Conclusions
Distinct CNIs are independently associated with bone and non-bone metastasis for early-stage breast cancer patients across cohorts. These data warrant consideration for tailoring surveillance and management of metastasis risk.
doi:10.1007/s10549-013-2796-3
PMCID: PMC3993091  PMID: 24305980
Breast cancer; bone metastasis; non-bone metastasis; copy number imbalances; molecular inversion probe array
3.  Nativity disparities in late-stage diagnosis and cause-specific survival among Hispanic women with invasive cervical cancer: An analysis of Surveillance, Epidemiology, and End Results data 
Cancer causes & control : CCC  2013;24(11):1985-1994.
Purpose
While cervical cancer screening and risk behaviors have been found to vary among U.S.- and foreign-born Hispanic women, many cancer epidemiology studies have conceptualized Hispanics as a homogenous group. Here we examine differences in cervical cancer stage at diagnosis and survival among Hispanic women by nativity.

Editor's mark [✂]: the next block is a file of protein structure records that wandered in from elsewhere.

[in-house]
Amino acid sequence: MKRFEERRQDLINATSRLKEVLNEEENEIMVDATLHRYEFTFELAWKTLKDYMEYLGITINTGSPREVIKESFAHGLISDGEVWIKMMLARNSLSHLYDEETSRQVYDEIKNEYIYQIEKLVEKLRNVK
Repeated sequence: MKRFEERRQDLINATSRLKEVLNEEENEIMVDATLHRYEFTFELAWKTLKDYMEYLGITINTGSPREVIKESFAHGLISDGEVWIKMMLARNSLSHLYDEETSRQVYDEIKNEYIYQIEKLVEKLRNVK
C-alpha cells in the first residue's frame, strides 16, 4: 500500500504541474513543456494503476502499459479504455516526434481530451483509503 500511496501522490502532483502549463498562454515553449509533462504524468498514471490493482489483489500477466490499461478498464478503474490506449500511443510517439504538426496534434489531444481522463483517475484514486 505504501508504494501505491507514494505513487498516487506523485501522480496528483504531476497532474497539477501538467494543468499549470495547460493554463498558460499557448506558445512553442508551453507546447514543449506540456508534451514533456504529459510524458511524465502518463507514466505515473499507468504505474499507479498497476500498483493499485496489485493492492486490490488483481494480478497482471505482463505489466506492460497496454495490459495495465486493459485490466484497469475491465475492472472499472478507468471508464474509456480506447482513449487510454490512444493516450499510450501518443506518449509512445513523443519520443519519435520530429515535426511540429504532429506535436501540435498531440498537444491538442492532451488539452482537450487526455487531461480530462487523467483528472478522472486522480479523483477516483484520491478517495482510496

Methods
We use data from the Surveillance, Epidemiology, and End Results (SEER) program, 1998–2008. Nativity was based on place of birth and was categorized as U.S.- versus foreign-born. Distant and regional tumors were classified as late-stage, while local tumors were classified as early-stage.
Results
Forty seven percent of cases of invasive cervical cancer among Hispanics were diagnosed at a late stage and over half of invasive cervical cancer cases were among foreign-born women. Foreign-born Hispanic women were significantly more likely than U.S.-born Hispanics to have late-stage diagnosis, after adjusting for age at diagnosis and tumor histology (adjusted odds ration= 1.09, p-value = 0.003). There was heterogeneity in the association between nativity and survival by stage at diagnosis. Among cases with early-stage diagnosis, survival was poorer among foreign-born versus U.S.-born Hispanics after adjusting for age at diagnosis, histology, and cancer-directed therapy (adjusted HR = 1.31, p-value = 0.030). However, among cases with late-stage diagnosis, survival was better among foreign--born Hispanics (adjusted HR = 0.81, p-value < 0.001).
Conclusions
We hypothesize that nativity differences in survival may be indicative of diverse risk, screening, and treatment profiles. Given such differences, it may be inappropriate to aggregate Hispanics as a single group for cervical cancer research.
doi:10.1007/s10552-013-0274-1
PMCID: PMC4115245  PMID: 23934001
Cervical cancer; Hispanic; SEER program; survival; stage at diagnosis; nativity
4.  Prognostic Value of Single Nucleotide Polymorphisms of Candidate Genes Associated with Inflammation in Early Stage Breast Cancer